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Tourism in Kashmir faces tough time, players hopeful of revival

Jammu and Kashmir. Photograph:( WION )

WION Jammu and Kashmir Jun 07, 2019, 01.41 PM (IST) Written By: Ieshan Bashir Wani

Tourism in the Indian state of Jammu and Kashmir has taken a hit post-Pulwama terror attack and the rising tension between India and Pakistan.

The tourism players are seeing no hope of revival amid the several cancellations by tour groups. 

While the rest of India is reeling under a severe heat wave, the weather in the Himalayan state of Jammu and Kashmir is pleasant, but there are no usual tourists on the ground. The famous tourist spots are witnessing thin tourist presence with many blaming tension between India and Pakistan as main the reason. 

The tourist flow has come down drastically, threatening the livelihood of many associated with the industry. According to one estimate, five lakh people are directly associated with the tourism industry in the state. 

The state tourism department says that the industry contributes 16 per cent of the state's total GDP.  The United States, the UK, and Australia have already updated their travel advisories for the Kashmir valley, keeping the foreign tourist away too.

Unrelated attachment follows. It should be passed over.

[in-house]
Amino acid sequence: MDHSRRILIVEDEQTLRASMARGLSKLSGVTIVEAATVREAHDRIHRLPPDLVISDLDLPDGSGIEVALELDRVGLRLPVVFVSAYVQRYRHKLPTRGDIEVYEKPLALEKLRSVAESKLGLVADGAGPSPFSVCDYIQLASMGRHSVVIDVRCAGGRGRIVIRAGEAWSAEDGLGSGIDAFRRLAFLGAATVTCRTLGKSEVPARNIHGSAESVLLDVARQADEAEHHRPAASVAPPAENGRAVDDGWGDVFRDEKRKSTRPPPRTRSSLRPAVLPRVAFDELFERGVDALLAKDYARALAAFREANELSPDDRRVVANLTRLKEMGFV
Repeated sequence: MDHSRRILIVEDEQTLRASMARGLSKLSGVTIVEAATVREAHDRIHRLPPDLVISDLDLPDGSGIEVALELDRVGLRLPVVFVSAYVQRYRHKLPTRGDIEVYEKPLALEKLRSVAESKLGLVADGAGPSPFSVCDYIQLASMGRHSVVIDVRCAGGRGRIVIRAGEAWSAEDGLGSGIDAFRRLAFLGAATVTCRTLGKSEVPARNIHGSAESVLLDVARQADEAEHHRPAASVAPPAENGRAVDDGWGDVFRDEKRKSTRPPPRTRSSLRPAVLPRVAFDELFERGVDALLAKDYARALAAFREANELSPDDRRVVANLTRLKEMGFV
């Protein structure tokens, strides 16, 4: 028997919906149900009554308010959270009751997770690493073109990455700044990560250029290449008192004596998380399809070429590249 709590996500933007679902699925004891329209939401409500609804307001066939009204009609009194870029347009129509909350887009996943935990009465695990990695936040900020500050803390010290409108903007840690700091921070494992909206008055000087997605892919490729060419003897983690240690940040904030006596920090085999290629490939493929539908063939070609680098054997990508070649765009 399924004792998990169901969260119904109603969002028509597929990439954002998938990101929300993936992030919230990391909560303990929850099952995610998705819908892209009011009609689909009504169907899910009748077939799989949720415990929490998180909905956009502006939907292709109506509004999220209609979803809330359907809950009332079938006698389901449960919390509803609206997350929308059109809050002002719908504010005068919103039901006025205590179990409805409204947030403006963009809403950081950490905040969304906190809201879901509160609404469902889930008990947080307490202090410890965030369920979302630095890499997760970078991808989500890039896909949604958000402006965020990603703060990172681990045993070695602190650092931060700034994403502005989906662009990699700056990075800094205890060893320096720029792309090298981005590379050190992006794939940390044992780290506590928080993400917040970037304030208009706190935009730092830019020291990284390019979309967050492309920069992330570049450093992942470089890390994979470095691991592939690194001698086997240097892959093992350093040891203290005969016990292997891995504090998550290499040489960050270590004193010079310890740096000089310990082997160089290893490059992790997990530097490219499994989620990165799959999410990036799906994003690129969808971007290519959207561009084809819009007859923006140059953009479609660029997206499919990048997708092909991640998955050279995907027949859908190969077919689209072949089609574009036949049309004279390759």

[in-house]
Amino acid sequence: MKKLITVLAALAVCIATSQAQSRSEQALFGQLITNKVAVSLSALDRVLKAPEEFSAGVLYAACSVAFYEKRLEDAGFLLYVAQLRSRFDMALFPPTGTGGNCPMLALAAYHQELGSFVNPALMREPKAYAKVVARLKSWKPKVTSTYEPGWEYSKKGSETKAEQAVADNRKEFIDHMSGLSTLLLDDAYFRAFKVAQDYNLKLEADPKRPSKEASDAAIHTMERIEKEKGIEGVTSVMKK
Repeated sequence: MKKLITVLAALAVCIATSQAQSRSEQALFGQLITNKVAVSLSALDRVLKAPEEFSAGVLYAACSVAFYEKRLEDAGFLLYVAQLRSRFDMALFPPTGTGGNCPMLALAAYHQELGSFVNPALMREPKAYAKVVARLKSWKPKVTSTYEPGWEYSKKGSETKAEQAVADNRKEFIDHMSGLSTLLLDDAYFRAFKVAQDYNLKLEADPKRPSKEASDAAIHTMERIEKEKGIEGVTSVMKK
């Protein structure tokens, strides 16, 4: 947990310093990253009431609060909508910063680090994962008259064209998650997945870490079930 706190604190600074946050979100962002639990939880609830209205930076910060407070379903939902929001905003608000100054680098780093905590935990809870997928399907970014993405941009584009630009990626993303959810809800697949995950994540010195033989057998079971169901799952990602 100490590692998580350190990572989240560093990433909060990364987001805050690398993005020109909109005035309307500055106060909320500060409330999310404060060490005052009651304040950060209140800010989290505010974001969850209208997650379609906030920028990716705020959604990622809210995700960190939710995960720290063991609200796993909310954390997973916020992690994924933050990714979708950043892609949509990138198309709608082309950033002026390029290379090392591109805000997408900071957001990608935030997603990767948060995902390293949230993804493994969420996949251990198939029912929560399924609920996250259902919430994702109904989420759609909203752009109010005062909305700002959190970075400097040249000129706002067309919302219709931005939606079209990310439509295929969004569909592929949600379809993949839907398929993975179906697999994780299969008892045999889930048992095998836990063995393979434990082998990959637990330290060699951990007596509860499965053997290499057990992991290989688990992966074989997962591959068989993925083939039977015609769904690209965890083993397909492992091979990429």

"We are fighting the perception that is being created about Kashmir which is that this place isn't safe. We have to fight this and this is our big challenge right now. I want to tell every tourist, come and see our hospitality," says Asif Burza, a reputed hotelier of Kashmir valley.

The hotels are empty which has led to a crisis of sorts, as some staff has been laid off and some tourism players looking for alternative opportunities. The all-important sector of the state is now struggling and fighting to revive itself. 

"People who come here are our best ambassadors, they should tell others about their experience in the valley," says Asif, adding that GST has also kept tourists away as prices have also gone up. 

The state's tourism department is trying to reach out to people in different states of India by organising road shows and pumping money into advertising -- all in the hope that people from these states would head to Kashmir.

"After the Pulwama incident, the inflow of tourists has been affected. Then, airfields were closed, which gave a wrong signal to the tourists, otherwise we had houseboats booked till June this year," says Nasir Wani, the director tourism Kashmir. 

Now, people associated with the industry have pinned their hope in the coming month for their better future.